Early in my business and leadership training one of rules of engagement was to “never lead off with an apology!” It was based on the perspective that you would appear weak in your position at the table. Showing vulnerability was forbidden, even fatal. Grip the hand firm, chest out, push hard, back off only when you had dominated and still could maintain control.
I have seen that work best in security and law enforcement. It has several flaws as a strategy for leadership in the workforce, home and community. One of my mentors; a man’s man, a pastor with a brilliant mind, a strong delivery of the truth, a facts/logic approach and a desire to build disciples taught me so much by what he shared about his mistakes. He was able to “find a kernel of truth in every criticism” and he would sometimes lead off a meeting with powerful men by sharing some vulnerable weakness he had, or a recent mistake he had made. “Didn’t that weaken you in their eyes?”, I asked. No, he smiled and said. ‘Actually I gained the upper hand because I had so thrown them off by my approach that they went from standing on the balls of their feet ready to pounce to rocked back on their heels. In that split second, I then asked them a question about them. It opened them up to share with me and enter into a whole new level of discussion and honestly.’
That is amazing. It is counter-intuitive. Not what the leaders tried to instill in me years ago. My friend showed that you could lead with a weakness that becomes the platform for truth and realness in the conversation, negotiation, teaching, etc.
I know a debate could flame up over what I have just shared, but I can also tell you I have used this approach with success. One of the best areas of example is with the marriage ministry work my wife and I have done over the last 18 years. Giving the couples in the group a few ways that I/we have done things that were not helpful in our marriage right at the first of our time together brought the level of anxiousness down in each person. They heard what they instinctively already knew that there are no perfect marriages and that they were not alone in their relationship struggles.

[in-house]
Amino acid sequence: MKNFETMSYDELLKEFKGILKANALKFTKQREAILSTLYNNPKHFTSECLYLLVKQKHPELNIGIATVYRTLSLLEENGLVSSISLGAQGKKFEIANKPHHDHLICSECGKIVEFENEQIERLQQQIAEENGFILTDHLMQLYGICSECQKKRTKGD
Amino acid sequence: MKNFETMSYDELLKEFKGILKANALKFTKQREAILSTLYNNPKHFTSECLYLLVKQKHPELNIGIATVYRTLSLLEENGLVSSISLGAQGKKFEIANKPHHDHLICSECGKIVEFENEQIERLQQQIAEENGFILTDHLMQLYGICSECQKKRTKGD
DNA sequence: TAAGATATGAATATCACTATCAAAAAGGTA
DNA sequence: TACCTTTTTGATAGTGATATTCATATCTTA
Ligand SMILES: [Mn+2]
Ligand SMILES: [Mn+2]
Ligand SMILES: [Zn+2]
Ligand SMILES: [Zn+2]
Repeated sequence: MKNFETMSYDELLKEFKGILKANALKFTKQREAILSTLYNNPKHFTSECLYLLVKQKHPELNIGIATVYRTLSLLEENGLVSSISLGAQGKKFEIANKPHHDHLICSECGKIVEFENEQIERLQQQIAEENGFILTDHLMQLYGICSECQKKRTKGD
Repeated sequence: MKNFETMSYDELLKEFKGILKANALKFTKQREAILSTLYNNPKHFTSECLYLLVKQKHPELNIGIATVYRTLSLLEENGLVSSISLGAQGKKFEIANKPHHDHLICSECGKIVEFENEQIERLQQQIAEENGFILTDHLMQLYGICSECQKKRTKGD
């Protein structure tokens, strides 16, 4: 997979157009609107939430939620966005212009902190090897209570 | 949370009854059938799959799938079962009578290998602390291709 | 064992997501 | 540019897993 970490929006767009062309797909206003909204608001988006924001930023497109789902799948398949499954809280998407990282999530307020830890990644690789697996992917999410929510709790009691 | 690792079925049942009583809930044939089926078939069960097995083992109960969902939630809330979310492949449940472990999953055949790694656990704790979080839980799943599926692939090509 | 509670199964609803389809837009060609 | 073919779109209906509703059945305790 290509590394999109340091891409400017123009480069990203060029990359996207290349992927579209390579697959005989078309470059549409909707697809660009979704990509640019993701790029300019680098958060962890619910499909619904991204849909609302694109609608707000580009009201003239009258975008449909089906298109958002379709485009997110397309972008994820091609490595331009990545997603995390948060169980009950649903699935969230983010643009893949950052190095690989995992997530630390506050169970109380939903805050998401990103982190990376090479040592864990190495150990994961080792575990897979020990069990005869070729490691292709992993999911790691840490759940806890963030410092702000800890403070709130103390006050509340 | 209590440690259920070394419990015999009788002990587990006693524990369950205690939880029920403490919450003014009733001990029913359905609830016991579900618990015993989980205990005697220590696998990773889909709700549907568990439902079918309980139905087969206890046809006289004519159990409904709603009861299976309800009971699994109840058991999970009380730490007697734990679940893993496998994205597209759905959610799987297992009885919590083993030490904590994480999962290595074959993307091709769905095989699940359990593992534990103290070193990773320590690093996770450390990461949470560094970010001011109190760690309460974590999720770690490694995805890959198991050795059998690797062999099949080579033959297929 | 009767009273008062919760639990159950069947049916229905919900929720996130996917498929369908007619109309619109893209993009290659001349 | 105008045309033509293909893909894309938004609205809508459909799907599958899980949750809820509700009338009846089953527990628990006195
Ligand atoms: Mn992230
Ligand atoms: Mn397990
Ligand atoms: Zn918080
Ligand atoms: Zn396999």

There is much to talk about around that, and if there is interest I can blog about it in the future.
This message is to share two apologies I gave to strangers; well, actually they were really new friends I had come to know, trust and even care about over a short, intensive two-day retreat. The last night of the retreat I felt a burden to ask for forgiveness to both women and men.
In the apology to women, I had not personally done a wrong to the people in the room, but as a man I chose to take the position to represent men. The open acknowledgement of wrong and hurtful behavior to the women by others could be seen as a weak position to take, yet it was a powerful offering to bring forth healing and forgiveness. I am not recommending that you try to assume responsibility for your gender as a whole, but in this time and place it brought about a greater closeness between people.
In the apology to men, I share my regret of not hearing the counsel of those who tried to give it and the failure to try to offer the same to others. As well as calling out the passive men who can make a difference if they would choose to.
Maybe it will have an effect on you, or someone you know that needs to here it. It so, please share.
No men got together and voted for me to represent them to you, so I am saying this on my own. But, I don’t think I am alone is the words of feeling in this message to you.
For all the times that men have used you, abused you, abandoned you, lied to you, failed to stand, support, nurture, serve, and lead you;
For cowardness, weakness, denial, selfishness, withdrawal, anger, blame, lack of spiritual grounding and guidance;
For the times we pressured you for sex, caused you physical, emotional and spiritual pain, for not having self-control to honor, respect and cherish you, your virginity, your purity, your worth;
For when you have been alone, with danger and fears and we ran away instead of running forward to protect you;
For all the joy, dancing, and worship that you deserved to be join in with, but your partner refused;
For all these things and more, we were wrong. I am sorry. Please forgive us.
I apologize to you who are my senior in years that tried to model the way of true, godly manhood and I didn’t listen, look, and seek your ways and truth. I was wrong. I am sorry, please forgive me.
To you who failed to lead me and my generation in the ways of God, your silence, apathy, indifference, fear, neglect, passivity, irresponsibility, and lack of courage has caused great harm. I forgive you.
To my peers that I ran with but didn’t encourage and hold accountable to live as righteous men, to you who are younger that I have failed like my elders did me, I was wrong. I am sorry, please forgive me.